## 2.2 CHIMERE CTM

The CHIMERE offline regional CTM has been widely used for both future scenarios (Colette et al., 2015; Lacressonnière et al., 2016) and for research activities in France (Zhang et al., 2013; Petetin et al., 2014; Menut et al., 2015; Rea et al., 2015; Cholakian et al., 2018) and abroad (Hodzic and Jimenez, 2011). In this work, the 2013b version of the model was used for all simulations (Menut et al., 2013). The simulations were conducted using the EURO-CORDEX domain with a horizontal resolution of 0.44 and nine vertical levels ranging from the surface to 500 mb. The aerosol module was run with a simple two-product scheme for the simulation of secondary organic aerosols (SOA, Bessagnet et al., 2008) and with the ISORROPIA module for the simulation of inorganic aerosols (Fountoukis and Nenes, 2007). It provides simulated aerosol fields including EC (elemental carbon), sulfate, nitrate, ammonium, SOA, dust, salt and PPM (primary particulate matter other than those mentioned above) considering coagulation, nucleation and condensation processes, as well as wet and dry deposition. The same unchanged land use data from GlobCover (Arino et al., 2008) with a base resolution of 300 m × 300 m have been used in different series of simulations. Dust emissions are taken into account inside the simulation domain based on the method proposed by Marticorena and Bergametti (1995).

The simulation domain has a 0.44 resolution (Fig. 1). The analysis was performed using the subdomains presented in Fig. 1. The EUR subdomain only concerns the European continent (including the British Isles), and a land–sea mask was used to remove other parts of the domain. The MED subdomain was also produced using a land–sea mask, but this time it only contained the Mediterranean Sea. The MEDW and MEDE are the last two subdomains. They refer to the western and eastern Mediterranean areas, respectively. It is important to bear in mind that these two subdomains, contrary to the previous subdomains, contain both land and sea for the purpose of observing the effects of enclosing land on the Mediterranean area. Due to this setup, the sum of MEDW and MEDE is different to that of MED.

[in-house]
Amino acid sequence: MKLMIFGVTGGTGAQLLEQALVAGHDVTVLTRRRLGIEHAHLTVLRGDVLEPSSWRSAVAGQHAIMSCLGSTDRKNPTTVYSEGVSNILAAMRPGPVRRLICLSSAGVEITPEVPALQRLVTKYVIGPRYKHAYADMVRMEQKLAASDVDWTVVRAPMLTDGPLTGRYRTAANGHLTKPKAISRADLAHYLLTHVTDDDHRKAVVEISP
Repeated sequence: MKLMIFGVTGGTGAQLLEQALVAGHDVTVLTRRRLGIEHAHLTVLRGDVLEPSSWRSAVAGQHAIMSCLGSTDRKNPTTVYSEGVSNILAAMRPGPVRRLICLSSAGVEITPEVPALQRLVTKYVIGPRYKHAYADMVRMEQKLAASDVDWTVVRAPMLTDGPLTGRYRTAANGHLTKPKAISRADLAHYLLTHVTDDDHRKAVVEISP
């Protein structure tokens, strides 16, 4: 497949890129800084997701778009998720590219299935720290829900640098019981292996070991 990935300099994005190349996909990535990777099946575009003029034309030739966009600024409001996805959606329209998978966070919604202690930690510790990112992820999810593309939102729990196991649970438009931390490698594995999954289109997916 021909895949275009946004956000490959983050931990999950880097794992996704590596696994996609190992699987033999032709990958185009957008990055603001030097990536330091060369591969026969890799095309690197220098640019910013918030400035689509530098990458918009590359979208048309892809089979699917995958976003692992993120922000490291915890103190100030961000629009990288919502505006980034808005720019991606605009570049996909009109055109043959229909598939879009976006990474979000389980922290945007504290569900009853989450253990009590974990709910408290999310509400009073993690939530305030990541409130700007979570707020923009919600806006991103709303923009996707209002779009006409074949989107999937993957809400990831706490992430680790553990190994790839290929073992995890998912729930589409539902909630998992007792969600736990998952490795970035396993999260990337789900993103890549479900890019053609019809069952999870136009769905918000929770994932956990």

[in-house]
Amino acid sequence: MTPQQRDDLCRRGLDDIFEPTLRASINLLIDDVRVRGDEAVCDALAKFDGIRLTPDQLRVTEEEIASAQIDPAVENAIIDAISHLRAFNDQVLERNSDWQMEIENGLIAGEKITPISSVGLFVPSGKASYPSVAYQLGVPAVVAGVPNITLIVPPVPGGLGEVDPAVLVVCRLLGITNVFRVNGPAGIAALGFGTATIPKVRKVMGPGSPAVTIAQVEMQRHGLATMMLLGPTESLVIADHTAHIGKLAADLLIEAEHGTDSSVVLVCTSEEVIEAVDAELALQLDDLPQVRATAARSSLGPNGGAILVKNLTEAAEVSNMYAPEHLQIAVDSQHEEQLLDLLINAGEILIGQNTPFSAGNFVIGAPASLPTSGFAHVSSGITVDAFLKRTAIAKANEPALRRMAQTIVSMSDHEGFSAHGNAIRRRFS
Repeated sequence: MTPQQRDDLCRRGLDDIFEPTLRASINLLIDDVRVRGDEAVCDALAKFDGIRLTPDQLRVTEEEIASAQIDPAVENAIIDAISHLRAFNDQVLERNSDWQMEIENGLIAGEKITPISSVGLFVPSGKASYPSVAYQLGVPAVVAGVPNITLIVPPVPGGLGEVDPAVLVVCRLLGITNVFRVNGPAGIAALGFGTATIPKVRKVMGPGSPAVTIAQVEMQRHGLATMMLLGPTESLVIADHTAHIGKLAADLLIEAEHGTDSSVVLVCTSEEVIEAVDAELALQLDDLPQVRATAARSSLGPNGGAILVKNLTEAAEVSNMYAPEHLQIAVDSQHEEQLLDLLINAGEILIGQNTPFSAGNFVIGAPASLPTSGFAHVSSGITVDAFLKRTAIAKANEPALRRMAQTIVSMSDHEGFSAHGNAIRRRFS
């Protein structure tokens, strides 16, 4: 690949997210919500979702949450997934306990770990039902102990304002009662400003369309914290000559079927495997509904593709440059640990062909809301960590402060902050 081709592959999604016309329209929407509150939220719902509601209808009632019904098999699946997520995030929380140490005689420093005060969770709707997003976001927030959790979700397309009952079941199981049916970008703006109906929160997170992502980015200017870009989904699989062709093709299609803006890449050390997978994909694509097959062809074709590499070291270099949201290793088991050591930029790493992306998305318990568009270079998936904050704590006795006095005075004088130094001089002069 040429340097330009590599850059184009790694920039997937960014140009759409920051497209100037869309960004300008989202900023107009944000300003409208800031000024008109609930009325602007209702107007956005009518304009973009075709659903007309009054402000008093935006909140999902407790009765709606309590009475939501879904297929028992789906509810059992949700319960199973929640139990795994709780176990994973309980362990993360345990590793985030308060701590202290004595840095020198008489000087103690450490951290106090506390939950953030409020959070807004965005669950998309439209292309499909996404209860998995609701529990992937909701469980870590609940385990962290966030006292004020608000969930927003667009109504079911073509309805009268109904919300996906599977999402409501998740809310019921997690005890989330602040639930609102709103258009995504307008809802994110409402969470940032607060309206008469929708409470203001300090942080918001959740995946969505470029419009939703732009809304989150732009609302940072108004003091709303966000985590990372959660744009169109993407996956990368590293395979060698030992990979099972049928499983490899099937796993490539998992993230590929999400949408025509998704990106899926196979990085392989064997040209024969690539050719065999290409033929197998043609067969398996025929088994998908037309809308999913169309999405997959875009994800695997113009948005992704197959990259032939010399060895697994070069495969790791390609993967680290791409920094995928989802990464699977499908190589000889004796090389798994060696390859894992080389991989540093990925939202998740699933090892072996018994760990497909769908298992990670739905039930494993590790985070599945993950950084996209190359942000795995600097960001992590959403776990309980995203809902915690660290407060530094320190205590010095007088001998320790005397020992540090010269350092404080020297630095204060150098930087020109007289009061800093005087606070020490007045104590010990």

Figure 1Extension of the main domain and subdomains. Four subdomains are used in this study: EUR – containing only continental Europe (blue cells), MED – containing only the Mediterranean Sea (red cells), MEDW – western Mediterranean region (green rectangle), and MEDE – eastern Mediterranean region (yellow rectangle).

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## 2.3 Climate scenarios

Representative concentrations pathway scenarios (RCPs) designed for the fifth IPCC report (Meinshausen et al., 2011; van Vuuren et al., 2011b) are used in this study. Simulations using three of these CMIP5 RCPs (Taylor et al., 2012; Young et al., 2013) are selected: RCP2.6, RCP4.5 and RCP8.5, which consider 2.6, 4.5 and 8.5 W m−2 of radiative forcing at the end of the 21st century, respectively. It is worth noting that RCP8.5 includes the least mitigation policies by far compared with the other two scenarios; therefore, RCP8.5 results in a high radiative forcing at the end of the century, with a temperature increase of between 2.6 and 4.8 C for Europe according to the EEA (European Environmental Agency1). On the contrary, the RCP2.6 scenario considers a radiative forcing value that leads to a low-range temperature increase by 2100 (between 0.3 and 1.7 C). This means that this scenario has to consider ambitious greenhouse gas emission reductions as well as carbon capture and storage. The RCP4.5 is an intermediate scenario with less stringent climate mitigation policies, which results in a temperature increase somewhere between the two previously mentioned extreme scenarios.

## 2.4 Air pollutant emissions